by Gordon Pape
Many people would like to have an expert take an unbiased look at their portfolio and tell them if they're on track. Such advisors do exist. The problem is they are not easy to find.
Many Canadians are feeling uneasy about their investments these days and some would like to get an unbiased second opinion about their holdings. Unfortunately, the financial planning industry does not make it easy for them.
Every month, I receive several questions from readers wanting to know where they can get objective advice from an expert who doesn't have a vested interest in selling products. Here's one example from Alberta reader Linda F.:
"Are there financial planners who, for a fee (not commission), will review your financial status and develop a plan for the future? I have my RRSP with RBC Dominion Securities but get the feeling my investments are being made because of the commissions and are not necessarily to my advantage. The last five investments lost money immediately and continue to fall. It also cost me money to pull out of the investments. I realize no one can read the future but am I not paying that commission to have them make adjustments based on the present conditions? Obviously, I am not impressed with the return on my investments this year."
The short answer to Linda's question is yes, of course there are fee-for-service financial planners who will perform a complete portfolio analysis. They typically charge by the hour although you may be able to negotiate an all-in fee for your review, although it won't be cheap. For example, Toronto-based Second Opinion Investor Services, which accepts clients from across the country, charges a flat $1,800 for a comprehensive portfolio review. However, if the portfolio is large and complex, that may be cheaper than paying their hourly rate of $250.
Unfortunately, it is not easy to find such fee-for-service planners. Advocis.ca, which is the website of The Financial Advisors Association of Canada, offers a "Find an Advisor" page at http://www.advocis.ca/content/find-ad-form.aspx however it does not allow you to screen for fee-based advisors only.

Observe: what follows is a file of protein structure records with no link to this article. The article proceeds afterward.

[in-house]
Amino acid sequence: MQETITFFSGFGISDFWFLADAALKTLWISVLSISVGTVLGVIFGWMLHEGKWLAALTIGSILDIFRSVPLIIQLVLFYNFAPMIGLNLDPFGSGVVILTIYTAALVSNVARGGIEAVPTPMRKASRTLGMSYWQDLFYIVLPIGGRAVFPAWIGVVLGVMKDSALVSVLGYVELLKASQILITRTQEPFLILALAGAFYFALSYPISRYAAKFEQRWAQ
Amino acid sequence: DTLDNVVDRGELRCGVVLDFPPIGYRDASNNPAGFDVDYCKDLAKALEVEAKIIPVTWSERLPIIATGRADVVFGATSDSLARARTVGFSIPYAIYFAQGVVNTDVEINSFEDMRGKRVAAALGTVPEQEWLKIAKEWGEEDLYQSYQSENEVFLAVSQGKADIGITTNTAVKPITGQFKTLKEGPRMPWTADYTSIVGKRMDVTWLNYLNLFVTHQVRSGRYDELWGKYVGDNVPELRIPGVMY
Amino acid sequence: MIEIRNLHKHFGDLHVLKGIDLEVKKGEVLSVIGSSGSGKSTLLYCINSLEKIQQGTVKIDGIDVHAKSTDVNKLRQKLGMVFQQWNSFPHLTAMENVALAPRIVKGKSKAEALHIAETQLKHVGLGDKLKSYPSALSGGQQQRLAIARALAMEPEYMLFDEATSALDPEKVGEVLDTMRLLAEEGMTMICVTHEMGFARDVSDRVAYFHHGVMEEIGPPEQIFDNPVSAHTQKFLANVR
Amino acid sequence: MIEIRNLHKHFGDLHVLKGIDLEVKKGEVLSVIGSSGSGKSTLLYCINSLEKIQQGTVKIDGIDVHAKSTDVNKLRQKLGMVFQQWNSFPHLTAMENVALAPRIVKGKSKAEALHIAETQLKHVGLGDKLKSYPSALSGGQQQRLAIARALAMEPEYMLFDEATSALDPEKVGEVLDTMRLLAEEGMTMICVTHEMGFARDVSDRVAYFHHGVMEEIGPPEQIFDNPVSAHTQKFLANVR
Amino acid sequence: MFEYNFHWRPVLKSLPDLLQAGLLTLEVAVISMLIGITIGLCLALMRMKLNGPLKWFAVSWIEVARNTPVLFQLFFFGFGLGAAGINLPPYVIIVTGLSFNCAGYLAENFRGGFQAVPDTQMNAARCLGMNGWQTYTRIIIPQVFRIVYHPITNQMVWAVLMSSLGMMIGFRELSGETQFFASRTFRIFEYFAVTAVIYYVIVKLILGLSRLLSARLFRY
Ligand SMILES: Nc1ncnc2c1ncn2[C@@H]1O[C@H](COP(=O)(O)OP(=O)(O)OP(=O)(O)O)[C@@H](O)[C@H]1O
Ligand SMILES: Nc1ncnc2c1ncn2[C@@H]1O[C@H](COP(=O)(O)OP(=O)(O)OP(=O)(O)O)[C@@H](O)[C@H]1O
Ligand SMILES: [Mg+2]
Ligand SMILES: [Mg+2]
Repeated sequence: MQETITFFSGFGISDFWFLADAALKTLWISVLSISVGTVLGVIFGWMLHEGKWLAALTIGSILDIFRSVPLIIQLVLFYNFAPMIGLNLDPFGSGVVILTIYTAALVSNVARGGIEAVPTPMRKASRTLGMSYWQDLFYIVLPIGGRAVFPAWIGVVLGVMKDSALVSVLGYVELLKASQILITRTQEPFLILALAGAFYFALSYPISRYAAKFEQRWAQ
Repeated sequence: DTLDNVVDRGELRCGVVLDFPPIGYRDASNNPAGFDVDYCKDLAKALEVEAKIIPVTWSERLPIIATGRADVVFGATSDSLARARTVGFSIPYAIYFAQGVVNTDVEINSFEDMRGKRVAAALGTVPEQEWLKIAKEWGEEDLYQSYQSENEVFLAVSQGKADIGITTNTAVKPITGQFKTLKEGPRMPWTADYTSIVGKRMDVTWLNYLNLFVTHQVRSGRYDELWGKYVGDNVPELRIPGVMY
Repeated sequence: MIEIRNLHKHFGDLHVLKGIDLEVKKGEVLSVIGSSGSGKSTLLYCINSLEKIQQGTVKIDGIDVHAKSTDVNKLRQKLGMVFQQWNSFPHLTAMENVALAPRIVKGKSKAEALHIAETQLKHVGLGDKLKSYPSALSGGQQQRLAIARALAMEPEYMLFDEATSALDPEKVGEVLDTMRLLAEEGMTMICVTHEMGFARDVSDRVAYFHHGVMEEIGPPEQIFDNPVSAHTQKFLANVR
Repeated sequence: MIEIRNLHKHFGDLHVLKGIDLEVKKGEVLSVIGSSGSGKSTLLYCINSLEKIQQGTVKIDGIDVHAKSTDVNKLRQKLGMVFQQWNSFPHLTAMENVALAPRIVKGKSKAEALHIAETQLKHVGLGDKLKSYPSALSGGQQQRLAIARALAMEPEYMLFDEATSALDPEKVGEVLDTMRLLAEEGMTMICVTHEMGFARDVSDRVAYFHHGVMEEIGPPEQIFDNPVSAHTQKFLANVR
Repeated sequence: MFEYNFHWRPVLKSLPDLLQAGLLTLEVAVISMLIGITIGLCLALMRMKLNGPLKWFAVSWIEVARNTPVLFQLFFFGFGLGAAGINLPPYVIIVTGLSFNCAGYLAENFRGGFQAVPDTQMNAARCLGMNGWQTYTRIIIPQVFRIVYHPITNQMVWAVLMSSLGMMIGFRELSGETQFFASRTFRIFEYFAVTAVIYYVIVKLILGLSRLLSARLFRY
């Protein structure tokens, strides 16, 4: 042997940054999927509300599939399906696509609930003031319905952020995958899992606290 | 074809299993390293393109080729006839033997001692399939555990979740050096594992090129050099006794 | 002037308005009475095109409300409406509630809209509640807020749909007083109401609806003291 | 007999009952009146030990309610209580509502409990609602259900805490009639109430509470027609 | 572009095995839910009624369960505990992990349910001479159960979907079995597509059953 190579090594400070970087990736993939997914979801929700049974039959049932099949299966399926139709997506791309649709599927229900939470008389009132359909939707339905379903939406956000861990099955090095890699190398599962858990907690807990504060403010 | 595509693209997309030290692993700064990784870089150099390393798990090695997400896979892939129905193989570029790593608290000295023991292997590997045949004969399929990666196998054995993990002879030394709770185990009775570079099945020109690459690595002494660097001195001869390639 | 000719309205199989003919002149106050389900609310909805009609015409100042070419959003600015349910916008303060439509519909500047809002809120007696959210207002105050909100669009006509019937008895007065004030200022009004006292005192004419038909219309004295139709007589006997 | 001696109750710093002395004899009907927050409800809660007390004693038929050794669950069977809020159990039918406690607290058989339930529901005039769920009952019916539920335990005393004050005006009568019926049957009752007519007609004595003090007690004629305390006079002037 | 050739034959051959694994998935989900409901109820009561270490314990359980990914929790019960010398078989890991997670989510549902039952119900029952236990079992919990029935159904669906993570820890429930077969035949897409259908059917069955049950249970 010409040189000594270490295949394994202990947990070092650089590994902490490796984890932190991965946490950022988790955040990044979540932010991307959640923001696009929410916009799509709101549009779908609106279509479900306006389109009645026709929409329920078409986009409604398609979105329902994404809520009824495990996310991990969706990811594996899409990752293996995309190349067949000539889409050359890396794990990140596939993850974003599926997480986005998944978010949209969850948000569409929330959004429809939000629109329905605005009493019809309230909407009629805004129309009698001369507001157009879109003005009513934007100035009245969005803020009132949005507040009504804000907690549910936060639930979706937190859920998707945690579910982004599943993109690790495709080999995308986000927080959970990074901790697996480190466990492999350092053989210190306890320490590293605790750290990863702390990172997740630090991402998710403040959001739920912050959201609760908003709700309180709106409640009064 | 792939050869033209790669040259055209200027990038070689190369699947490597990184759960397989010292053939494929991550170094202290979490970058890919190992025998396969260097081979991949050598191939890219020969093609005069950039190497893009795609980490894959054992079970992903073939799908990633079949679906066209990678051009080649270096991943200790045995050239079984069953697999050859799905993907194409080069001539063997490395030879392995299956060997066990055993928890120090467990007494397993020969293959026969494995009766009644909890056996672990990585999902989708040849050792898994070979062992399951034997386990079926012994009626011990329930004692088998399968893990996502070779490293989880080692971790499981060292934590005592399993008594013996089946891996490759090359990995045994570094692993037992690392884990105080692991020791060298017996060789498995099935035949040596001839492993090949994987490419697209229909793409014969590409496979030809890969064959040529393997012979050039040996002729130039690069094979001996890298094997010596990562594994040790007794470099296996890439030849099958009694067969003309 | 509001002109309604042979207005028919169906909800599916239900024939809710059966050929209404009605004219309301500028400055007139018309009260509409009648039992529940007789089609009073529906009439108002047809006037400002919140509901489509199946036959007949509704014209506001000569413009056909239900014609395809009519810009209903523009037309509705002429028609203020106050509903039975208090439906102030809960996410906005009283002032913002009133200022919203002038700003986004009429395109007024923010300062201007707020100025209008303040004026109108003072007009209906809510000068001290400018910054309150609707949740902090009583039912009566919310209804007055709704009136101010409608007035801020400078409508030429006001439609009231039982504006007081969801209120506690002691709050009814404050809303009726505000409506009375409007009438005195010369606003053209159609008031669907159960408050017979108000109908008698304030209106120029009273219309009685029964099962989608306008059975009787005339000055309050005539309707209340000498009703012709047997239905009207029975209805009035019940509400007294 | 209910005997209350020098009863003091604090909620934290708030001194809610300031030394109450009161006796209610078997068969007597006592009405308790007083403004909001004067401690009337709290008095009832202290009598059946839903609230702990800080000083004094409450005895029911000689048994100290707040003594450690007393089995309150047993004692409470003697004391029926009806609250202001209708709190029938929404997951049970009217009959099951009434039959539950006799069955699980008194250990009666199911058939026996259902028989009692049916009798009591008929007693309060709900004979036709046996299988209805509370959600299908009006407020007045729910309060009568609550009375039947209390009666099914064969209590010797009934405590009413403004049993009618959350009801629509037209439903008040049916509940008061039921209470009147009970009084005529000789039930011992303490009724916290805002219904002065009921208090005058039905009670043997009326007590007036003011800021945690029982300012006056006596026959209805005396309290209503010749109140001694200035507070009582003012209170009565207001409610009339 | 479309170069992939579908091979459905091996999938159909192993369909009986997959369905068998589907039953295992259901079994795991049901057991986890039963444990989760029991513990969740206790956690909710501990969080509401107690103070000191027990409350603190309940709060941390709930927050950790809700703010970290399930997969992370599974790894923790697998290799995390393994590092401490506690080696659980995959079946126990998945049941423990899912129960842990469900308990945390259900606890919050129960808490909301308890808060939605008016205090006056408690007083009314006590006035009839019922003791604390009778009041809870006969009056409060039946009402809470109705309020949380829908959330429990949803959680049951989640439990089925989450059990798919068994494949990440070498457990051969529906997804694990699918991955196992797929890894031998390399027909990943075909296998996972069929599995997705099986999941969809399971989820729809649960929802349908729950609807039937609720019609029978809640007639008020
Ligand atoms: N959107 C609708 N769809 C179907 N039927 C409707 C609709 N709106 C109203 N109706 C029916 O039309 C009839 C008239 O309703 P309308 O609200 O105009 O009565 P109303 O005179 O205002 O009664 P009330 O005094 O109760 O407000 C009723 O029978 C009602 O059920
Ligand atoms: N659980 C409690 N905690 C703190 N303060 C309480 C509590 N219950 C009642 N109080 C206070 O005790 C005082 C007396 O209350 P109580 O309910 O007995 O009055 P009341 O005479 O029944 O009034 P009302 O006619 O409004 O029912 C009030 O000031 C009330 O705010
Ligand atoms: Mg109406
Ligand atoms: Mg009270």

The same frustrating situation applies when you use the "Find a Planner" feature on the website of the Financial Planners Standards Council at http://www.fpsccanada.org/find_a_cfp_professional.
When I asked a Council spokesperson about this, she admitted that finding a fee-for-service planner is "challenging". The reason for this, she explained, is because the Council "can't favour one type of planner over another."
Obviously, there are some internal politics at work here but the end result is very annoying for investors. For example, a random search in the Toronto area produced more than 1,100 entries within a 25-kilometre radius. You can click on each name for more information and there you'll find details about their practice. Look under the heading "products licensed to sell". If the line below says "none", the person is a fee-for-service planner. Of course, it would be simple to write a small piece of code that would bring up only those names on demand but the Council can't, or won't, do it.
The best source I could find for specific information on fee-for-service planners was an article by Duncan Hood that was published on the Canadian Business Online website in March of this year. He did some exhaustive research into the subject and has compiled a list of dozens of fee-for-service planners from across the country. Each entry includes such useful details as their areas of specialization, hourly rate, academic and professional qualifications, areas served, address, e-mail, website, and phone number.
You may also find a minimum account size however you should take that with a grain of salt. Many fee-for-service planners will work with accounts of any size if you are willing to pay their hourly rate. Call and ask. The link for the article is: http://www.canadianbusiness.com/my_money/planning/article.jsp?content=20080310_110229_7096
Finally, you may also find some ads for fee-for-service planners in the Yellow Pages. Look under "Financial Planning Consultants". But make sure you understand all the costs and know exactly what you'll receive in return before you make any commitment.
This article originally appeared in the Internet Wealth Builder, a weekly e-mail newsletter that provides timely financial advice from some of Canada's top money experts. The IWB was chosen by The Globe and Mail as one of the top five investment newsletters in Canada. For more information about becoming an Internet Wealth Builder member, Click Here